1 : given to tears or weeping : tearful
2 : tending to cause tears : mournful
Did You Know?
The adjective lachrymose comes from Latin lacrimosus (from the noun lacrima, meaning "tear"). Lachrymose didn't appear in English until around 1727, but another closely related adjective can be traced back to the 15th century. This earlier cousin, lachrymal (sometimes spelled lacrimal, particularly in its scientific applications), has a scientific flavor and is defined as "of, relating to, or being glands that produce tears" or "of, relating to, or marked by tears." In contrast, lachrymose typically applies to someone who is moved to tears because of strong emotions or to something that stimulates such feelings.
"… [Art] Garfunkel has always been partial to lachrymose sentiment. Listen, for instance, to his 1979 hit Bright Eyes, a song that targets the tear duct … and here summed up the tone of the evening." — Patrick Smith, The Daily Telegraph (London), 24 June 2016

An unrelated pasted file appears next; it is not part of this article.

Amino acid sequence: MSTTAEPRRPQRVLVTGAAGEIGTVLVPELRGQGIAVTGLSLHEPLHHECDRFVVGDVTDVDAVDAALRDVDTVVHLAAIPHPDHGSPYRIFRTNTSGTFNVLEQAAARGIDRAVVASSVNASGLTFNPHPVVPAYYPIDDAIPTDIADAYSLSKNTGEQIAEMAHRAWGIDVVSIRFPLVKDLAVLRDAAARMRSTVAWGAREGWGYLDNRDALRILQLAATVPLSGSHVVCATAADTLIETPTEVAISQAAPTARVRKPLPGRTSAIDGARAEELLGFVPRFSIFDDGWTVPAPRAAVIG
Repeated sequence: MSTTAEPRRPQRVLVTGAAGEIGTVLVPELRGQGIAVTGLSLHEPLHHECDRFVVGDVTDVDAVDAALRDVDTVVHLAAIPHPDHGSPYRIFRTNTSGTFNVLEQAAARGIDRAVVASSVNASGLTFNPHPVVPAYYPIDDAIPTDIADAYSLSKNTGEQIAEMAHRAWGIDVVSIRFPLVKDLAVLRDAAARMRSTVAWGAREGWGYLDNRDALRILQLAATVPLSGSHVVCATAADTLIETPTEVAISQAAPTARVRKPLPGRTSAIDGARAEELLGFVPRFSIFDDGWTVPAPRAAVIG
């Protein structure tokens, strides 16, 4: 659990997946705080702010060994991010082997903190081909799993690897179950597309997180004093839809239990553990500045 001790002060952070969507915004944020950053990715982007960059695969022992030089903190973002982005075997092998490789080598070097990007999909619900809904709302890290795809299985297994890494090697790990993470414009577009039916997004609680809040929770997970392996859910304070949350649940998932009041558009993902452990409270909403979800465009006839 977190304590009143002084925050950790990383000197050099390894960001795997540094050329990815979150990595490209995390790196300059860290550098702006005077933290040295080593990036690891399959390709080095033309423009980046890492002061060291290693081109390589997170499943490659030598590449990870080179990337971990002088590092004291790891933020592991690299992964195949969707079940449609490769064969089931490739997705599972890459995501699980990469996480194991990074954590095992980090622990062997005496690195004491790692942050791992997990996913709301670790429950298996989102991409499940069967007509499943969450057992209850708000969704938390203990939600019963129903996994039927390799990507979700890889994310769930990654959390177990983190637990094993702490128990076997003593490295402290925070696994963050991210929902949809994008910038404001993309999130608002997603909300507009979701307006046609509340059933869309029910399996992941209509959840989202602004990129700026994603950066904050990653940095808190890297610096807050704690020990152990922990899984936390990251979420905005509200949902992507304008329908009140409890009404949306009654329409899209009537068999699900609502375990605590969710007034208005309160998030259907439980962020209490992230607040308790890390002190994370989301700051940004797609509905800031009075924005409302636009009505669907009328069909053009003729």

"'Hallelujah' found a natural home in the hospital shows of the late-2000s, and it was frequently called upon to lend extra gravitas to a patient's dramatic death. On a particularly lachrymose episode of 'General Hospital,' the staff sings 'Hallelujah' as they bus into the mountains for a ski trip. The song then returns after their bus crashes in the snow." — Nick Murray, The New York Times, 21 Sept. 2016
Test Your Vocabulary with M-W Quizzes
Test Your Vocabulary
Fill in the blanks to complete a verb meaning "to make (the eyes) sore or watery": _ l _ a _.VIEW THE ANSWER
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